Natural starter whole wheat bread | The world of food and cooking

natural-starter-whole-wheat-bread-1-3515900We are proud to present you our first 100 percent whole wheat sourdough bread. Yes, we finally reached another milestone in the home bread making – we started working with mother dough or otherwise called starter.

Having read about artisan breads, seeing them just about everywhere, and wanting to embark on this new trend (which actually is going back to basics) we kept baking our yeast breads, like the quick and crusty one here. But this was until recently.

One late evening at the beginning of the winter a friend of ours passed thru home to say hello, bringing a loaf of really flavourful warm crusty bread.  After learning it made with a starter instead of yeast and seeing the result, needless to say, we were absolutely hooked. We so much felt in love with this bread that the next day we got the starter from the same generous friend of ours, and that’s how the story began.

It took us a few tries to get it right, even though we have some experience baking home breads. It came out different than all the breads we had baked until then, but tasty, very tasty! It was a bit soggy, it wouldn’t hold shape, but we didn’t surrender and again and again.

starter-bread-1-6416544The beauty of these breads is their complex and unique flavour, as the yeasts and bacteria in them are the ones naturally present in the air and the grains. Your body absorbs the nutrients from the sourdough bread much easier. They keep very well but above all preparing a sourdough loaf like this in your own kitchen makes you feel really close to nature, relying on the essence of food – just few simple ingredients, your hands and some time.

To be honest, we still haven’t fully understood the core science of the whole process and the recipe below is a result of our experience until now. This is not the only way to make sourdough bread but it is what has worked for us so far. The truth is that to master this type of bread baking is an endless journey, and we still have a lot to learn. The good news is, there is a good number of sources out there, if you are motivated to go serious about it, and here is an excellent one, perfect for beginners .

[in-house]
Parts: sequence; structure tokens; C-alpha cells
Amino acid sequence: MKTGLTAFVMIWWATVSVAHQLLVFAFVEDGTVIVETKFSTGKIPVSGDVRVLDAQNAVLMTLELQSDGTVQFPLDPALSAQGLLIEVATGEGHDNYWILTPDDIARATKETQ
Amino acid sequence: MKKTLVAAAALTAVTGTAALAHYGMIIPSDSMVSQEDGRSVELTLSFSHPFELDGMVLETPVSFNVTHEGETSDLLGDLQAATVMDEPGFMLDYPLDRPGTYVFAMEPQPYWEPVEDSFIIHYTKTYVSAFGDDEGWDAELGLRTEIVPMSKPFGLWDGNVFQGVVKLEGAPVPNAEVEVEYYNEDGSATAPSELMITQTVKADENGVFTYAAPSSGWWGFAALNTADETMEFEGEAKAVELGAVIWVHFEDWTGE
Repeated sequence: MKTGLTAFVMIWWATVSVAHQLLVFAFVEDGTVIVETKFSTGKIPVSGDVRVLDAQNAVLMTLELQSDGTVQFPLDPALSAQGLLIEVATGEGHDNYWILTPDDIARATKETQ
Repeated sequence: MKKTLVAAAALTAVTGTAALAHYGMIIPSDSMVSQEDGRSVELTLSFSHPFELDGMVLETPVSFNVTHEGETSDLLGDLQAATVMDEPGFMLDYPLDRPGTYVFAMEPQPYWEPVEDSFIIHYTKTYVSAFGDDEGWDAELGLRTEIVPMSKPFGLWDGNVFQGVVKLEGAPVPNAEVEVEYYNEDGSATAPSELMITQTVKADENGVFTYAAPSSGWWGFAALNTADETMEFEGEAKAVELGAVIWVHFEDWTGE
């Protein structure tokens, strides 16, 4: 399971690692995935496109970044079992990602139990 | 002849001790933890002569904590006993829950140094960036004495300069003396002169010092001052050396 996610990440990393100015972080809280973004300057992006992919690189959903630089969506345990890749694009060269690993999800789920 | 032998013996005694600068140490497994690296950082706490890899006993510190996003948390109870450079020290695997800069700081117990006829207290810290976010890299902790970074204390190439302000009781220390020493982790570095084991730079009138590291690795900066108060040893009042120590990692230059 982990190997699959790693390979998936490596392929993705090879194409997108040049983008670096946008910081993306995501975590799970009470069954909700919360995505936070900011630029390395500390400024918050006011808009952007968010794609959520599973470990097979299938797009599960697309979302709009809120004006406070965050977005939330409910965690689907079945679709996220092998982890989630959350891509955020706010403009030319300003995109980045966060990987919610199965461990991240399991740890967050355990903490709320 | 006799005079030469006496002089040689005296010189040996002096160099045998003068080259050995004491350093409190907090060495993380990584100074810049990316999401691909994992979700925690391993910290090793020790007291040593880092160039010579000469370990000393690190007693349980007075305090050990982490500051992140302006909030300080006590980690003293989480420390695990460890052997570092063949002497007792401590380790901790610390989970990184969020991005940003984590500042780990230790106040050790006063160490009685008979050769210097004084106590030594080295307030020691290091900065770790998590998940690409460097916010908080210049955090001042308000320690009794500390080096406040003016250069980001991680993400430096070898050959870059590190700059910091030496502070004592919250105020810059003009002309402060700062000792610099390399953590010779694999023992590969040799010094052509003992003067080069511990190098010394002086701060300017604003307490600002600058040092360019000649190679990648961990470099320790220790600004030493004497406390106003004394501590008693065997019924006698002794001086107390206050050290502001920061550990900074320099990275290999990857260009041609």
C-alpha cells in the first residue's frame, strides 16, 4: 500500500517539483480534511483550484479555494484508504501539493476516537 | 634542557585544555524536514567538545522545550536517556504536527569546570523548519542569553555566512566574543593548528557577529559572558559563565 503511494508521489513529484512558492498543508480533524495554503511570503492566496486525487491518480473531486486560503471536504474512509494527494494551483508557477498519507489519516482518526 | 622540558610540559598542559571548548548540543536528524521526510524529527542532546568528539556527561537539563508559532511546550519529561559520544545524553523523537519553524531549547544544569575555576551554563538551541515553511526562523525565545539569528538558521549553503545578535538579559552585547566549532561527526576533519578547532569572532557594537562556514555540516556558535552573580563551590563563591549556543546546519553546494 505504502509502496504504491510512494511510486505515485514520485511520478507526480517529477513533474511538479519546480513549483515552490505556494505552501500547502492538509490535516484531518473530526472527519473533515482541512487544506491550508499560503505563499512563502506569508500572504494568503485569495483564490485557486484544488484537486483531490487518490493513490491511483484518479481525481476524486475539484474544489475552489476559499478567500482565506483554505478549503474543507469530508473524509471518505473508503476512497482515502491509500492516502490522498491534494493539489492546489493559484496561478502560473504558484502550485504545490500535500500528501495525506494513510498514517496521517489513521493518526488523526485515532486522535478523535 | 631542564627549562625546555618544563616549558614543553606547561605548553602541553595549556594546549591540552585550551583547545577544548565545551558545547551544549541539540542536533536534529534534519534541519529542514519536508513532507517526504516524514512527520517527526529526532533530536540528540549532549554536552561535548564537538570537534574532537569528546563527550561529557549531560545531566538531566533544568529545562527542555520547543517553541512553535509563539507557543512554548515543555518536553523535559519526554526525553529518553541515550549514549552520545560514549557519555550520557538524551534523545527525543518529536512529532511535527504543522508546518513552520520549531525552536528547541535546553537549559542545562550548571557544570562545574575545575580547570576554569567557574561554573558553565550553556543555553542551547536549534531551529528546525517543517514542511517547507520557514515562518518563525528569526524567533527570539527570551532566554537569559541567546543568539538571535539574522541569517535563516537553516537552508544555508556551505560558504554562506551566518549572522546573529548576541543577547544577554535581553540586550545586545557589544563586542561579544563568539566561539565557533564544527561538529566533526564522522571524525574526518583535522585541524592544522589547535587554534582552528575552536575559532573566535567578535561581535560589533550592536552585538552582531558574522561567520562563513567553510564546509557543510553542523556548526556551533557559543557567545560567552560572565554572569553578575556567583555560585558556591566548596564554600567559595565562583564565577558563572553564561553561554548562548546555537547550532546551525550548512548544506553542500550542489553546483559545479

The starter we use is known as 100% starter, which means there are equal amounts of flour and water in it (in weight). The consistency of our starter is similar to pancake batter – thicker than a crepe batter, but thinner than most cake batters. This practically means you need to feed it regularly with the same ratio of flour to water to maintain the consistency.

After a week of wandering and taking care of it as if it was another child in the family, we now keep our starter in the fridge. This because we only bake twice a week, and it also allows us to feed it once in two or three days, instead of every day. Also it is believed it produces more sour-tasting loaves, which we prefer. But even if you decide to keep your starter at room temperature and feed it every day, it only takes 1 minute a day, so it’s not so complicated or time consuming, as we though in the beginning.

And one last thing – the actual baking. When we were preparing for this adventure, we read many bakers’ advises about using baking stones, cast iron pots with lids and various others, I’m sure, useful things. But if you don’t have those, don’t worry too much, you can still have a nicely shaped and perfectly baked loaf. We use a simple silicon loaf form, and it works. So don’t stop yourself from trying just because you’re not well equipped.


300g whole wheat flour 150ml water 120ml starter 1 tsp salt

1 tsp sugar

some extra flour for dusting some cold pressed sunflower oil

a handful sunflower seeds


Combine the starter, water and flour in the bowl of a stand mixer fitted with the dough hook. Mix on lowest speed for a few seconds, just until combined and let rest for 30 minutes. You can also use just a wooden spoon and knead the dough by hand later.

Add in the salt and sugar and mix until well combined. Transfer on a well floured surface and knead by hand for about 10 minutes. Alternatively knead at moderate speed for 6 minutes, until the dough is smooth and shiny and pulls away from the sides of the bowl. Place the dough in a big clean bowl, slightly oiled – we use cold pressed sunflower oil but any neutral-flavoured oil, such as olive oil, will do. Cover the bowl with oiled plastic foil and leave it to rise for at least 8 hours. We usually prepare the dough in the evening and leave it to rise over night on the kitchen counter. This way it is ready to proceed in the morning.

The next morning you need only to transfer the dough on a lightly floured surface and knead for about a minute or so. Add the sunflower seeds and try to incorporate them by kneading the dough. Sprinkle some flour, if needed and when the dough is smooth again, place it into the form you’ll use for bake. Sprinkle with some sunflower seeds on top. We use silicon loaf pan. Leave covered to rise for second time, for about 3 hours.

Bake into preheated to 190oC (375oF) on the middle rack of the oven for 30 minutes. Then remove from the pan and lower the oven to 150oC (300oF). Return into the oven, placing the loaf on the rack for 15-20 more minutes. Cool on a rack and do not cut until the bread has cooled to room temperature.

Note that different flours have different absorbencies, so you may have to play with the quantities of flour and water until you determine how wet you want the dough to be.

Scroll to Top